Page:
Trevor Bell’s paintings cover a range wider than most artists would think prudent. What makes them so interesting is that his themes run parallel rather than in strict sequence. But after experiencing surprise at the difference of the works one begins to understand their basic and persistent themes and finds a strong sense of continuity between the very recent and the earlier, landscape-oriented pictures. From 1960-63, Bell was making paintings whose interior shapes referred to landscape—but to the forces as much as to the forms of landscape; and it was this concern for what is best described as dynamics which led him naturally into an investigation of the mechanisms of painting itself. From 1964 to 1966, a period of extremely flexible reassessment, many of his paintings were about “how-to-do-it” themes, reminiscent in conception of Jasper Johns’s “device” works, but far less didactic—more a free play with a mass of process and surface conventions. Some of the earlier paintings had been shaped, but it was from this period that the object preoccupation began in earnest, translating the original interest in forces in movement from a depiction within the object to the shape of the support itself.

At this stage certain basic observations could be made: an awareness of reference persisted but was more often in terms of association than direct source; both the expressionistic surfaces of the earlier works and the harder, more deterministic ones of the “device” period had been extended, but the trend towards a more deliberated control was firmly established; also firmly established was the concern for literal shape, not, however, as an “applied” feature (though the establishment of a restricting “set” Bell finds useful) but as generated from the interest in dynamics and in pictorial strategies. A certain point was reached (around 1967-8) when the literal object-character was so assertive that a development into sculpture seemed possible. And yet, while accepting a free interpretation of “painting,” Bell’s preoccupation with shape has always been a painter’s; from 1968 the literal quality of the shaped canvases, although self-evident in a total sense, was counteracted by a new, or rather newly realized, manner of relating the canvas to its immediate environment and, importantly, to the spectator, which is perhaps the single most exciting characteristic of the recent work. As Robert Morris said in a context interesting in comparison to this one: “...the concerns now are for more control of…the entire situation…. The object has not become less important. It has merely become less self-important.”1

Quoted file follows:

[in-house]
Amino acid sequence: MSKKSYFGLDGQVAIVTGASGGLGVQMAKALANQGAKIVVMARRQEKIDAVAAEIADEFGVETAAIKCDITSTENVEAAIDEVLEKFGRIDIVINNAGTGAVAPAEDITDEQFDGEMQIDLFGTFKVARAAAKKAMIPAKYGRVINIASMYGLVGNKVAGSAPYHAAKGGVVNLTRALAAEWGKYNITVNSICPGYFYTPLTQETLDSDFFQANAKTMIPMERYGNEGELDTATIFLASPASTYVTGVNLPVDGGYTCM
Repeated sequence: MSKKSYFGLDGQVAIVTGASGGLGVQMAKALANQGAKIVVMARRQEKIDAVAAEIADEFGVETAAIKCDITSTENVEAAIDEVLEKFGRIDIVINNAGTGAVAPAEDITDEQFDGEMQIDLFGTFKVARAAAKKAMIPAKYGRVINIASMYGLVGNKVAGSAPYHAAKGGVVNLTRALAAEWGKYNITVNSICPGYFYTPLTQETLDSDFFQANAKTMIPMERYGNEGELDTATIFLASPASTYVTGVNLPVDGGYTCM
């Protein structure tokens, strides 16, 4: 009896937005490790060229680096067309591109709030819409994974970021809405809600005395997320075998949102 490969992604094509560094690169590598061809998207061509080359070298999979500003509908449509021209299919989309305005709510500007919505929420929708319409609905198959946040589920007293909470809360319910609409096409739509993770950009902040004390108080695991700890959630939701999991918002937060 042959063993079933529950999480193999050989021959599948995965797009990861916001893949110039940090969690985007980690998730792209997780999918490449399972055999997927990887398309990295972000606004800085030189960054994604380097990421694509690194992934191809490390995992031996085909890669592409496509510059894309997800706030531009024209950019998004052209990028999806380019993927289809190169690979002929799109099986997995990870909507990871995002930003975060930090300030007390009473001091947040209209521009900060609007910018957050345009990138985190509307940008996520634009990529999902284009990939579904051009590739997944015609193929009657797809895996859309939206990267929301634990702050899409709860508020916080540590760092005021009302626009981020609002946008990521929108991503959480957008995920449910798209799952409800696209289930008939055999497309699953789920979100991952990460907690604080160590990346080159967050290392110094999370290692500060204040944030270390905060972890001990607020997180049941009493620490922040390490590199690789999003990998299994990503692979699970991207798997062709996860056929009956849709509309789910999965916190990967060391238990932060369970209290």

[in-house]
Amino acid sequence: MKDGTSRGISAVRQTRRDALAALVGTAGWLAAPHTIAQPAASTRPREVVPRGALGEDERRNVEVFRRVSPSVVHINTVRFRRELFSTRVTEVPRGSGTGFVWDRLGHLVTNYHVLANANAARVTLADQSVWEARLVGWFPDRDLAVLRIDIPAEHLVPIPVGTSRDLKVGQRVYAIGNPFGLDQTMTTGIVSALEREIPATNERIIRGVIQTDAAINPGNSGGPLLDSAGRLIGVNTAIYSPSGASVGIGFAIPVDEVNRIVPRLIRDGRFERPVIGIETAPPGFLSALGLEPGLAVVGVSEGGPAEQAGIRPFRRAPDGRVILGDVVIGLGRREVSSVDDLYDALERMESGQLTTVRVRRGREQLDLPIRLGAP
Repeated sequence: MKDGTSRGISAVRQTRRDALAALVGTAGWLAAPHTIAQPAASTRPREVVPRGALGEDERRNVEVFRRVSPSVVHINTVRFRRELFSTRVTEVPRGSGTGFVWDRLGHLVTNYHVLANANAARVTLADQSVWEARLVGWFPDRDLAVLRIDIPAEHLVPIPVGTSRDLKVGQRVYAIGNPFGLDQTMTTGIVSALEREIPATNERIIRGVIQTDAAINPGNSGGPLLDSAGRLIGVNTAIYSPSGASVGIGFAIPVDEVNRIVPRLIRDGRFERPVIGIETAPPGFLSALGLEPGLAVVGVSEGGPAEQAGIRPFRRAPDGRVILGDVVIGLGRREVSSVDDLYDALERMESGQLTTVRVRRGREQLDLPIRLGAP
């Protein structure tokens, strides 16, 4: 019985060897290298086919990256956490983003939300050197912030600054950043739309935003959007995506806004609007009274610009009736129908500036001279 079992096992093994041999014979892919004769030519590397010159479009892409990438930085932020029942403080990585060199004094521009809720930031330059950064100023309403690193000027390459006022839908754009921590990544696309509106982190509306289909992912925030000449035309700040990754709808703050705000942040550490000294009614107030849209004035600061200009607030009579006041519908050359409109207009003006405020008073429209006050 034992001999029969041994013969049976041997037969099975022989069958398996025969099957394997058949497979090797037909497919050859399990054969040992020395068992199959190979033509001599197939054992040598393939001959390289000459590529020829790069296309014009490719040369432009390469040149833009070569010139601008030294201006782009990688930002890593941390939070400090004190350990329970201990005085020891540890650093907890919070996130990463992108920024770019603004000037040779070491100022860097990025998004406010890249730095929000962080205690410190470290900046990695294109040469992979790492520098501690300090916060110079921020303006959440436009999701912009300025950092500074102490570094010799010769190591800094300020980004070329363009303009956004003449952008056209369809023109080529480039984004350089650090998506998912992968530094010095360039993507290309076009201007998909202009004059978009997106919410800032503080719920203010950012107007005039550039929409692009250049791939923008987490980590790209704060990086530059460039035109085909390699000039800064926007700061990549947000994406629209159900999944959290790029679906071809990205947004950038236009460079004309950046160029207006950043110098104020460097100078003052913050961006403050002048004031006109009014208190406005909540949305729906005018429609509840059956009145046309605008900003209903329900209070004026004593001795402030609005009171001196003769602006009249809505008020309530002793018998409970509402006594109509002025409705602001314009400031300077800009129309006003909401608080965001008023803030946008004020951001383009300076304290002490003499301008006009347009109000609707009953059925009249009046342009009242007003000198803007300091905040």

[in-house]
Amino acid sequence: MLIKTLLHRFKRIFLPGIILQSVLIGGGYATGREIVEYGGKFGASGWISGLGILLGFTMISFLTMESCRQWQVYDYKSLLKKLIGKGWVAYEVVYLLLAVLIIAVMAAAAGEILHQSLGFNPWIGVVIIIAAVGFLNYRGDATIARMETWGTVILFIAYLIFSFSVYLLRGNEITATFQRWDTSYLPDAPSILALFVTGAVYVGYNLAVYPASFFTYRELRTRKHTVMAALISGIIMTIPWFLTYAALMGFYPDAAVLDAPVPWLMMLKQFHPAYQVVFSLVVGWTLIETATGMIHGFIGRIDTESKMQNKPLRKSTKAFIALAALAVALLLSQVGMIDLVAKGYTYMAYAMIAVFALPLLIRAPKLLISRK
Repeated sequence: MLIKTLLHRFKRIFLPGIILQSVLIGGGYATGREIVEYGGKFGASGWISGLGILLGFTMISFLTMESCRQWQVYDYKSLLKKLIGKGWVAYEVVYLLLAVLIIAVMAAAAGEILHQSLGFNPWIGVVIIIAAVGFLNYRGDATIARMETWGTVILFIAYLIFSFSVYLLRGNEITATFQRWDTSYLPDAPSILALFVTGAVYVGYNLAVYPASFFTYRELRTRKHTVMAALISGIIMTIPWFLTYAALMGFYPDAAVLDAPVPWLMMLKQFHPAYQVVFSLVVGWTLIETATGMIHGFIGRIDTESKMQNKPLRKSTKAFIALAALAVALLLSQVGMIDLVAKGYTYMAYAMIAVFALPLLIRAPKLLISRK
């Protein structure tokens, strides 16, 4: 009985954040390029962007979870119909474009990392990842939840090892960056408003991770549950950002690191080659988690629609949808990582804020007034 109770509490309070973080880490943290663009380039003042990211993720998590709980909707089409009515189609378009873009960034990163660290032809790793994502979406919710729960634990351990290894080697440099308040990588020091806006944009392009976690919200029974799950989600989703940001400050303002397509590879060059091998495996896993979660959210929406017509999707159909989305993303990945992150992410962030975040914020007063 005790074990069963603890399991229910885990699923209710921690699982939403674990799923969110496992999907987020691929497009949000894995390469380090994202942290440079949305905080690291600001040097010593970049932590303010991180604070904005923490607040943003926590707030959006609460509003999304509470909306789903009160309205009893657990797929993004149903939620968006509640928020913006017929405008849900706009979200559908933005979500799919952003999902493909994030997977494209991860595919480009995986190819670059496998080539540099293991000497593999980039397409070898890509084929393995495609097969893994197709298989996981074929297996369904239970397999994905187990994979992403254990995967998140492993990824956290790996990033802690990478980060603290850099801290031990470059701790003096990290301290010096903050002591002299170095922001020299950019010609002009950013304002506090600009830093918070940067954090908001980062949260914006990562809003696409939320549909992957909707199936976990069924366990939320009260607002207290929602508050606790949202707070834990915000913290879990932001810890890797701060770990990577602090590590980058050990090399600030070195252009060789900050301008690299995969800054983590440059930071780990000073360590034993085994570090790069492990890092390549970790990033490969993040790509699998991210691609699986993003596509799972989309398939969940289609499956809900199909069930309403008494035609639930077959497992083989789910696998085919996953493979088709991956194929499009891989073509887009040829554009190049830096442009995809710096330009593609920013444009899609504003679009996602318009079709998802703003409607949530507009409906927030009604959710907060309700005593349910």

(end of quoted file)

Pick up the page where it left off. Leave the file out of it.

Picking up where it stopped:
The realized control of space beyond the object is of course implicit in the shaped canvas itself: the positive/negative aspect occasioned by real (i.e. wall) spaces within the painting area itself effects an interaction of object and environment. But Bell has developed this through what is best described as a series of strategic ploys. In the paintings done this year, we find him working inventively with a concept of painting which somehow echoes the nature of real (i.e. fragmented) perception. In some recent bilateral pictures, like Red and Copper, each formed by a pair of triangular shapes meeting at a narrow low pivot and leaving at the centre of each work an “empty” inverted triangle of wall-space, the total length of a picture (around 20 ft.) prevents one from holding the complete image at one go. Instead one is forced (by the “missing” triangle) to scan one lateral perimeter to the other, like watching a tennis match from the umpire’s seat, in doing so crossing the court where the action passes rather than originates and, within the real surfaces, picking up and accumulating visual clues, checking sensations; in brief, one is pushed into a determinedly active role so as to determine what is going on—at no single moment is the whole implication of a work manifest. Experience is oriented in time and the object and the spectator’s perception together control the environment.

This wilfully theatrical interpretation of the possibilities of shaped canvas towards effecting an environmental control poses as many questions as it answers. The tendencies towards extreme elongation and utilising complicated varigation of shape, pose very sharply the problematic duality between the physical periphery of the support effecting a total object and this periphery belonging part by part to the activity engendered by certain individual surface sections, as well as revealing the innate difficulty in making painting work as painting and at the same time working for a more dynamic and open-ended total spatial situation. Trevor Bell’s work shows that he has been taking risks; but his most successful paintings achieve an impressive equilibrium of pictorial impact and spatial control.

1 “Notes on Sculpture, Part II,” Artforum, October 1966;
cf. also Michael Fried’s criticism of the theatrical, literalist position in his “Art and Objecthood,” Artforum, June 1967.